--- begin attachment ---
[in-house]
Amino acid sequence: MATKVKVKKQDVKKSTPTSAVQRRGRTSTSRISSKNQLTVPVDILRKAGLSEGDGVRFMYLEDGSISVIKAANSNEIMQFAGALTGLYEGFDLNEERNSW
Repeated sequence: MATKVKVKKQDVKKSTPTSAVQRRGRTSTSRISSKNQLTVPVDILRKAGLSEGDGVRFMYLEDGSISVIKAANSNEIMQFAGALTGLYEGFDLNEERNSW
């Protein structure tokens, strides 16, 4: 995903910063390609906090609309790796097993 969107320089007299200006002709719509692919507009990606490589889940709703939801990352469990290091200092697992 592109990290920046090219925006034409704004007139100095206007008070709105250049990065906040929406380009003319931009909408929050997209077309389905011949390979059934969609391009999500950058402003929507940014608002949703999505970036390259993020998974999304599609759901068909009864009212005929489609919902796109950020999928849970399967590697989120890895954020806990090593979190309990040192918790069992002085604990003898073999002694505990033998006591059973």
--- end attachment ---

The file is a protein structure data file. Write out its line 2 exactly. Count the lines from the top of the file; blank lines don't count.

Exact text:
Amino acid sequence: MATKVKVKKQDVKKSTPTSAVQRRGRTSTSRISSKNQLTVPVDILRKAGLSEGDGVRFMYLEDGSISVIKAANSNEIMQFAGALTGLYEGFDLNEERNSW